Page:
Cousins is a very talented player and is one of the best frontcourt scorers the NBA, but any team is playing with fire by trading for him. To me, he fits with a franchise that already has demanding veteran personalities that won’t allow Cousins to act like a baby everytime something doesn’t go his way. That’s obviously not the culture that’s in place in Charlotte currently, and it seems as if trading for an immature player would be shooting yourself in the foot since a large portion of the rebuilding effort has been based around high character, youthful players.
There’s no denying Cousins talent — 2012-13: 17.1 PPG, 9.9 RPG, 46.5 FG% & 20.21 PER. There’s also no denying the fact that there are talented players in the NBA that you simply don’t win with — Cousins fits in that category, and in my opinion, always will.
Steve Clifford has now been named the new coach of this young rebuilding movement in Charlotte and now all eyes are set towards the June 27th NBA Draft. Although the draft isn’t loaded with elite talent this season, the Bobcats cannot afford to strikeout on landing a prospect that will help the team moving forward.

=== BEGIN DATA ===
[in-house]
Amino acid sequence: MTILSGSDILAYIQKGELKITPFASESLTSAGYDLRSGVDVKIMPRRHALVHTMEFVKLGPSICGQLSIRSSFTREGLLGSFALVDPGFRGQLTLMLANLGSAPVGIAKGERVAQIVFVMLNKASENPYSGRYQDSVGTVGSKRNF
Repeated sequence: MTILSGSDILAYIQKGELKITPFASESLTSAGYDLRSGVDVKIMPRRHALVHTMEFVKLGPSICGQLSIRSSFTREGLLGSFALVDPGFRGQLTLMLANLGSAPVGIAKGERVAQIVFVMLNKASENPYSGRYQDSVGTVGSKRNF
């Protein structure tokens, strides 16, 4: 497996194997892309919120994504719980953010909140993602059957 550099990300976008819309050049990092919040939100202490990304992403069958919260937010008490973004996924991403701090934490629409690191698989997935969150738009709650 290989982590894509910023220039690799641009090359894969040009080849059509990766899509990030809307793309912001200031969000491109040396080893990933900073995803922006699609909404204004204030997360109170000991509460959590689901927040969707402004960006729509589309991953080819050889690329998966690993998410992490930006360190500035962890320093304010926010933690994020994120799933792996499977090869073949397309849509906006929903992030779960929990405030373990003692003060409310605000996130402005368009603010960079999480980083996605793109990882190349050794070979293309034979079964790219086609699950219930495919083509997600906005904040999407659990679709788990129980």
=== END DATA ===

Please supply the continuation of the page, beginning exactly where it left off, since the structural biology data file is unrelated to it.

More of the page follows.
Last Tuesday, Charlotte learned that they’ll draft 4th next month — unless they find a way to trade back, which would probably be ideal for just about any team in the top-5. With the 4th pick, there are a few presumptions that we can make about the first 3 — 1) Nerlens Noel + Ben McLemore will more than likely be off the draft board. 2) One team in the top-3 is going to make every attempt they can to move back in the draft, and with this field of underwhelming talent, that’s going to be a very difficult sell to other teams/buyers.
When considering those factors, it’s fair to assume that the Bobcats will be stuck with the 4th pick and choosing from these list of prospects — Otto Porter, Victor Oladipo, Anthony Bennett, C.J. McCollum, Alex Len, Cody Zeller & Steven Adams. Len probably has the most potential of this group because of his 7’1 frame + athleticism for a player of this size.
– ESPN’s Chad Ford on Len following the Draft Combine